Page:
As shown in FIG. 4 the shear plate 68 can be counterbalanced to make it easier to adjust the relative position of the shear plate and the back frame 22. This can be accomplished by providing a counter weight 80 that is preferably mounted for vertical (parallel) movement along a counterweight guide 82. The counterweight 80 can be mounted by a cable 84 that extends around a pulley 86 and is anchored at a cable anchor 88. Shear guides 90 can optionally be used to guide the shear plate with respect to the back frame 22.
A clutch, not shown, can be associated with the pulley 86, or the any other movable aspect of the back frame, to selectively allows movement of the shear plate with respect to the back frame. For example, the controller can be programmed so that the clutch allows movement of the shear plate with respect to the back frame only when the back frame is reclining. Other control schemes can be used, such as controlling the pulley to selectively allow movement of the shear plate with respect to the back frame. The controller can be programmed so that the movement of the shear plate with respect to the back frame is normally restricted, but is unrestricted when the back frame is reclining. The term “restricted” means that the relative movement between the shear plate and the back frame is prevented, and “unrestricted” means that the restriction is lifted.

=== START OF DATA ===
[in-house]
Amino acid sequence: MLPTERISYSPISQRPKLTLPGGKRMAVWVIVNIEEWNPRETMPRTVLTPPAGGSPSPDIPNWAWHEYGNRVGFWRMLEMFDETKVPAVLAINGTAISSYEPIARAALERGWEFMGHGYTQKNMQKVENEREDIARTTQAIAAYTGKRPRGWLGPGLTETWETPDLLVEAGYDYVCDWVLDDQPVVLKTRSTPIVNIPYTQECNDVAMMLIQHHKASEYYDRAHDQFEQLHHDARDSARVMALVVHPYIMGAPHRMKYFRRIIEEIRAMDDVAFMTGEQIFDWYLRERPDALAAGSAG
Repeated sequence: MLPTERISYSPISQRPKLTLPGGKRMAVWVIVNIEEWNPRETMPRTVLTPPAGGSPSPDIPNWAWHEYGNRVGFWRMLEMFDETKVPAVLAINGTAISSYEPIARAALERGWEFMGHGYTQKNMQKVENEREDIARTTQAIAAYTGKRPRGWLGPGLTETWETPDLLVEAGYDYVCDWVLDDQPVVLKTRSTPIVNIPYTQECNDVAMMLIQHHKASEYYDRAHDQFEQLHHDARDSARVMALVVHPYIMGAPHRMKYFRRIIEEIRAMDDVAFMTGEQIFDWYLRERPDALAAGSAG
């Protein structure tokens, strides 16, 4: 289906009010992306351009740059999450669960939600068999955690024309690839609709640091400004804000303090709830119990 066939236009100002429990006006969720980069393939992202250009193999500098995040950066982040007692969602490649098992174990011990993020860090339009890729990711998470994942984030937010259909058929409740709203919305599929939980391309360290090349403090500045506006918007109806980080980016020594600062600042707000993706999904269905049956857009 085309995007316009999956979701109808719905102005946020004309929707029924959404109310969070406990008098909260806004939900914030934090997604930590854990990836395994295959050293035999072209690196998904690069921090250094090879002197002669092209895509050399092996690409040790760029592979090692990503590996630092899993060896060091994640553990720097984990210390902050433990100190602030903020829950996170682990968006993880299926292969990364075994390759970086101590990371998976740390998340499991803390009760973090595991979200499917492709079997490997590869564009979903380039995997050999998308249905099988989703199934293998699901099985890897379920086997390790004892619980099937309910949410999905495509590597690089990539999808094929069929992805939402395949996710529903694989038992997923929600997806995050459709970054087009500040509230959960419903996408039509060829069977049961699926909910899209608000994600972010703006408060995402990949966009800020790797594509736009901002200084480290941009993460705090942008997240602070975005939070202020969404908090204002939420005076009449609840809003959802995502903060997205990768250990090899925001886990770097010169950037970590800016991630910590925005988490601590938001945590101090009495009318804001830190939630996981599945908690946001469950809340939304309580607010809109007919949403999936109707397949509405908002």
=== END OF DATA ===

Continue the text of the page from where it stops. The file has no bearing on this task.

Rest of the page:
The individual shear characteristics of each wheelchair user can be programmed into his or her particular wheelchair. This is accomplished by taking the user through a recline sequence and measuring the shear generated at the shear plate 68 at each point during the reclining process. This can be done in finite increments or as a continuum. In one embodiment of the invention, the shear is measured at several angles of recline, which means at least four different angles, preferably at least eight angles, and up to as much as an infinite amount of angles in a continuum. Set points or data points that include such information as position and shear measurements are taken during this programming process. Once programmed, the controller 94 will adjust the shear plate during the recline sequence to avoid generating shear between the user and the shear plate 68.